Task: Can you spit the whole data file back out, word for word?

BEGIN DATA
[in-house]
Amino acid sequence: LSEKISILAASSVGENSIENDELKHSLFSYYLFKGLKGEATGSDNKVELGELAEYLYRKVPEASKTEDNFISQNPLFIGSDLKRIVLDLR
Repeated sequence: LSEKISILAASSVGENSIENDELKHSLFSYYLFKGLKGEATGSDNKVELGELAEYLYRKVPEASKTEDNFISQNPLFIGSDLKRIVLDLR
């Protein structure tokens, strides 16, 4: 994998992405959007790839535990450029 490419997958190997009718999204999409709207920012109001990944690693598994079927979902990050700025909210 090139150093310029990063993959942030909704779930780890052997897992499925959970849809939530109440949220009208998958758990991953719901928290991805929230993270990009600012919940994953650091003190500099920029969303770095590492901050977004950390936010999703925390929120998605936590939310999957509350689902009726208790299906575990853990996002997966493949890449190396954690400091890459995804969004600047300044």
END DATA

[in-house]
Amino acid sequence: LSEKISILAASSVGENSIENDELKHSLFSYYLFKGLKGEATGSDNKVELGELAEYLYRKVPEASKTEDNFISQNPLFIGSDLKRIVLDLR
Repeated sequence: LSEKISILAASSVGENSIENDELKHSLFSYYLFKGLKGEATGSDNKVELGELAEYLYRKVPEASKTEDNFISQNPLFIGSDLKRIVLDLR
């Protein structure tokens, strides 16, 4: 994998992405959007790839535990450029 490419997958190997009718999204999409709207920012109001990944690693598994079927979902990050700025909210 090139150093310029990063993959942030909704779930780890052997897992499925959970849809939530109440949220009208998958758990991953719901928290991805929230993270990009600012919940994953650091003190500099920029969303770095590492901050977004950390936010999703925390929120998605936590939310999957509350689902009726208790299906575990853990996002997966493949890449190396954690400091890459995804969004600047300044």